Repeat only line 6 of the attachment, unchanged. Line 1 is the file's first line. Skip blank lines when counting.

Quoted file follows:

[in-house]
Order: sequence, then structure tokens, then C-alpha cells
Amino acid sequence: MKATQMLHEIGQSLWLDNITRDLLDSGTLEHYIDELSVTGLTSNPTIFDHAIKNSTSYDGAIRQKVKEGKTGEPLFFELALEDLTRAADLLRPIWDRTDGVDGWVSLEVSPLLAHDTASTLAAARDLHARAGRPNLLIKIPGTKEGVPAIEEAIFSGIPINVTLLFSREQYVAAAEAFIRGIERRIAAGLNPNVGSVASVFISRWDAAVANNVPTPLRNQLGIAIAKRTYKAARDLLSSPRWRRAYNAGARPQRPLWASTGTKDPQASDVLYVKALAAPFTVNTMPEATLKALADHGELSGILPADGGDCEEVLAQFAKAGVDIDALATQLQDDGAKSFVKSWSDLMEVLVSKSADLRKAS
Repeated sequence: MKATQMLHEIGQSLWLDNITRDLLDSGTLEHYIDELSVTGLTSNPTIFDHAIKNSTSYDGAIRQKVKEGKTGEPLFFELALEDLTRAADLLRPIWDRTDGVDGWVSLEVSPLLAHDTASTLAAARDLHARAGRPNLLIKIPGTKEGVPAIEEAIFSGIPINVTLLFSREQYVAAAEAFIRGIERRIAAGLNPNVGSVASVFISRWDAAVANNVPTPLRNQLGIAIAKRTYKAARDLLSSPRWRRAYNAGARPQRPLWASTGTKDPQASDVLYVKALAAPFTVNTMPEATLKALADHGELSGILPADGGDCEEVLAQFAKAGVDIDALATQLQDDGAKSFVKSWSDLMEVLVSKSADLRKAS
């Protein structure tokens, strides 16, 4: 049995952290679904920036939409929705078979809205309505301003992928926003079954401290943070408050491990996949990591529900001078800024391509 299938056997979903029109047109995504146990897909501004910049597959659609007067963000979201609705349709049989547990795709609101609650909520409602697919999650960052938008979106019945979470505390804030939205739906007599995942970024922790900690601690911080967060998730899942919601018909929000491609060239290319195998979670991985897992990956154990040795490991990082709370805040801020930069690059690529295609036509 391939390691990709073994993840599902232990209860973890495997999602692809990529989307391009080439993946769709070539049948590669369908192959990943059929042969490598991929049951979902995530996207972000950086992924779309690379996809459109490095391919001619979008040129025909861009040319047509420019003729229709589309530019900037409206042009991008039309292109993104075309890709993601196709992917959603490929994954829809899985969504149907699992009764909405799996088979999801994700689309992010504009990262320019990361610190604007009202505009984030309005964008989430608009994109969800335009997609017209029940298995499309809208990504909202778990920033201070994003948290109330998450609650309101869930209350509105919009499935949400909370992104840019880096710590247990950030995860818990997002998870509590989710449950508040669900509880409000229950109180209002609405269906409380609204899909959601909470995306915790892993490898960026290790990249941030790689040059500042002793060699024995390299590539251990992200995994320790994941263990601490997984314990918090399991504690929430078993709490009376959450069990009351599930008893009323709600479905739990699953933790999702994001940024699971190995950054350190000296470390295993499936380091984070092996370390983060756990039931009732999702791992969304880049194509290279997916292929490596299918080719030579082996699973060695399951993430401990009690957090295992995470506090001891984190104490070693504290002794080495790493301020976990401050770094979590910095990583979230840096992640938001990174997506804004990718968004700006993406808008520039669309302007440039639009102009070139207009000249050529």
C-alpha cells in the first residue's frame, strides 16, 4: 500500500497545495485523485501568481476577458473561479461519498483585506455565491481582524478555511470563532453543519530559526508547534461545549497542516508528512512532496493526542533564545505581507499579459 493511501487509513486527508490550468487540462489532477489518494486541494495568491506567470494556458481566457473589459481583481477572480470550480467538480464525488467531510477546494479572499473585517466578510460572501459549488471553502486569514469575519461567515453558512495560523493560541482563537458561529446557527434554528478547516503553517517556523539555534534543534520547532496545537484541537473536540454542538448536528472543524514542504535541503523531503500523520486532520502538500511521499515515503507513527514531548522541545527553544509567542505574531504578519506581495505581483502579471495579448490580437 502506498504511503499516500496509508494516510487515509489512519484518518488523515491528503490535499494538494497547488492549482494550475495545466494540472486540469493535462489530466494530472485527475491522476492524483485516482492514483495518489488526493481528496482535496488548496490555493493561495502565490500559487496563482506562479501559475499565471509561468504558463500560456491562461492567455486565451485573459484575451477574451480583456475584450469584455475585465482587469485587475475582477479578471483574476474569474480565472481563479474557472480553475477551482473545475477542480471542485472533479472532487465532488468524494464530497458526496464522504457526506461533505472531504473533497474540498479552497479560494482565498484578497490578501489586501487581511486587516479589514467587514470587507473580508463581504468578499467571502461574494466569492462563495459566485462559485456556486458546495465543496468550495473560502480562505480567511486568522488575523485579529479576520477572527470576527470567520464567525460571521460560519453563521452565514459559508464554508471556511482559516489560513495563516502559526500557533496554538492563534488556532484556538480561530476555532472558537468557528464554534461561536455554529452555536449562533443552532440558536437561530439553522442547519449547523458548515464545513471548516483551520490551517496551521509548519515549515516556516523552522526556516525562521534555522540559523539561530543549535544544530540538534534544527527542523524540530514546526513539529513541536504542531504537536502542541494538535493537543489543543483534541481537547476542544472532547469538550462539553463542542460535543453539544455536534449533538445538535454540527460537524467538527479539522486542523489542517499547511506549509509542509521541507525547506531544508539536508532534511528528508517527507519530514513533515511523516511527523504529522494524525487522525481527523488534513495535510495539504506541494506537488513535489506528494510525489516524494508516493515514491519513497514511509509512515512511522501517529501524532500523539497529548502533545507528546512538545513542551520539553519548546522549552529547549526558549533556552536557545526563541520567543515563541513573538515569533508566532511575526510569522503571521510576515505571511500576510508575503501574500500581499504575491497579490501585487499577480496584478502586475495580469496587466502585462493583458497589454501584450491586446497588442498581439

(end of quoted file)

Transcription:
C-alpha cells in the first residue's frame, strides 16, 4: 500500500497545495485523485501568481476577458473561479461519498483585506455565491481582524478555511470563532453543519530559526508547534461545549497542516508528512512532496493526542533564545505581507499579459 493511501487509513486527508490550468487540462489532477489518494486541494495568491506567470494556458481566457473589459481583481477572480470550480467538480464525488467531510477546494479572499473585517466578510460572501459549488471553502486569514469575519461567515453558512495560523493560541482563537458561529446557527434554528478547516503553517517556523539555534534543534520547532496545537484541537473536540454542538448536528472543524514542504535541503523531503500523520486532520502538500511521499515515503507513527514531548522541545527553544509567542505574531504578519506581495505581483502579471495579448490580437 502506498504511503499516500496509508494516510487515509489512519484518518488523515491528503490535499494538494497547488492549482494550475495545466494540472486540469493535462489530466494530472485527475491522476492524483485516482492514483495518489488526493481528496482535496488548496490555493493561495502565490500559487496563482506562479501559475499565471509561468504558463500560456491562461492567455486565451485573459484575451477574451480583456475584450469584455475585465482587469485587475475582477479578471483574476474569474480565472481563479474557472480553475477551482473545475477542480471542485472533479472532487465532488468524494464530497458526496464522504457526506461533505472531504473533497474540498479552497479560494482565498484578497490578501489586501487581511486587516479589514467587514470587507473580508463581504468578499467571502461574494466569492462563495459566485462559485456556486458546495465543496468550495473560502480562505480567511486568522488575523485579529479576520477572527470576527470567520464567525460571521460560519453563521452565514459559508464554508471556511482559516489560513495563516502559526500557533496554538492563534488556532484556538480561530476555532472558537468557528464554534461561536455554529452555536449562533443552532440558536437561530439553522442547519449547523458548515464545513471548516483551520490551517496551521509548519515549515516556516523552522526556516525562521534555522540559523539561530543549535544544530540538534534544527527542523524540530514546526513539529513541536504542531504537536502542541494538535493537543489543543483534541481537547476542544472532547469538550462539553463542542460535543453539544455536534449533538445538535454540527460537524467538527479539522486542523489542517499547511506549509509542509521541507525547506531544508539536508532534511528528508517527507519530514513533515511523516511527523504529522494524525487522525481527523488534513495535510495539504506541494506537488513535489506528494510525489516524494508516493515514491519513497514511509509512515512511522501517529501524532500523539497529548502533545507528546512538545513542551520539553519548546522549552529547549526558549533556552536557545526563541520567543515563541513573538515569533508566532511575526510569522503571521510576515505571511500576510508575503501574500500581499504575491497579490501585487499577480496584478502586475495580469496587466502585462493583458497589454501584450491586446497588442498581439